Today, October 31, 2018, is the Feast Day of St. Quintin, Martyr, according to the Lives of the Saints by Fr. Alban Butler (first published in 1887 under the title Lives of the Saints–With Reflections for Every Day in the Year), read about them at http://www.sacred-texts.com/chr/lots/lots337.htm
Reading about these saints is a wonderful daily reflection; such marvelous lives they lived, such an army who has our back in heaven.
The Catholic Birth of Tyrannical Authority
This is a wonderful article from Rorate Caeli examining the development of the type of clerical authority—contrary to the teaching of the Angelic Doctor of the Church, St. Thomas Aquinas—that is ruining the Church.
In the light of new revelations about sexual abuse in the Church, many Catholics are asking how the situation that these revelations have disclosed can possibly have come about. The first question that occurs, a question of long standing, is; why did bishops deal with sexual abusers by concealing their offences and moving them to new assignments, rather than by removing them from ministry? No sufficient answer has yet been given to this question. It has now been made more pointed by a further question; how did Theodore McCarrick get appointed as Archbishop of Washington and Cardinal, and even become a principal drafter of the American bishops’ policy on sexual abuse in 2002, when his own involvement in sexual abuse was widely known in clerical circles and had been made known to the Holy See?
These things did not happen because of the law of the Church. Until November 27, 1983, the law in force in the Latin Church was the 1917 Code of Canon Law. Canon 2359 §2 of this code decreed that if clerics commit an offense against the sixth commandment of the Decalogue with minors under sixteen years of age, they are to be suspended, declared infamous, deprived of every office, benefice, dignity, or position that they may hold, and in the most grievous cases deposed.
This canon was replaced by Canon 1395, §2 in the 1983 Code, which states that ‘a cleric who in any other way has committed an offence against the sixth commandment of the Decalogue, … with a minor below the age of sixteen years, is to be punished with just penalties, not excluding dismissal from the clerical state if the case so warrants.’ The 1983 Code addressed offences of the kind committed by Cardinal McCarrick with Canon 1395 §2, which states that ‘A cleric who in another way has committed an offense against the sixth commandment of the Decalogue, if the delict was committed by force or threats or publicly or with a minor below the age of sixteen years, is to be punished with just penalties, not excluding dismissal from the clerical state if the case so warrants.’ These canons do not present these punishments as options; they require that such offences be punished by ecclesiastical authority. So our question now becomes; why did ecclesiastical authorities break the law by not enforcing these canons?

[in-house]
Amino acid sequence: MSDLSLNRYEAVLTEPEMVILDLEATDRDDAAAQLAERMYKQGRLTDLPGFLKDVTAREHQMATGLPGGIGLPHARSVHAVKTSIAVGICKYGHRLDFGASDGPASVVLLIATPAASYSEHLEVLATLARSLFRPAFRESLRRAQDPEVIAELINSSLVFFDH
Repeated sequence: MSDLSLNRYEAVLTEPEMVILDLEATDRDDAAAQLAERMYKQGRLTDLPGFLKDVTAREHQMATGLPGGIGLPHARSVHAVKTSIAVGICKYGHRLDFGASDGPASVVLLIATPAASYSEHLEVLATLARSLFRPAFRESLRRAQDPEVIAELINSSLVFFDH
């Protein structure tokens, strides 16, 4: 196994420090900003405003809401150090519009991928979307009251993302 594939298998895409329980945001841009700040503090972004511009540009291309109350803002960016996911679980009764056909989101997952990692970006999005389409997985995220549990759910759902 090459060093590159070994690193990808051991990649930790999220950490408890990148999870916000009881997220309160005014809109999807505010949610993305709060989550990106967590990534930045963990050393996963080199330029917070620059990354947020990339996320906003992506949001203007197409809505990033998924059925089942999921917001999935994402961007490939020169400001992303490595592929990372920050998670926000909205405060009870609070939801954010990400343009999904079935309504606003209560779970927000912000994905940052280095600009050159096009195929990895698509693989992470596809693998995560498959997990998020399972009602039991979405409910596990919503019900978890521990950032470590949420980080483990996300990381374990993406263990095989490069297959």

No doubt a number of factors combined to produce this disastrous situation. There is one factor however that has not been widely discussed or understood, but that has had an effect that is second to none in giving rise to the scandalous situation that now engrosses our attention. This is the influence within the Church of a conception of authority as a form of tyranny, rather than as being based on and constituted by law. This essay will present the nature of this conception, describe how it came to be influential, and explore some of its more significant results.
The intellectual origins of this conception of authority and obedience are largely to be found in nominalist theology and philosophy. William of Ockham notoriously came down on one side of the Euthyphro dilemma by asserting that good actions are good simply because they are commanded by God, and that God could make idolatry, murder, and sodomy good, and abstention from these actions evil, if he commanded that they be performed. This conception of divine authority lends support to a tyrannical understanding of authority in general as based on the arbitrary will of the possessor of power, rather than on law.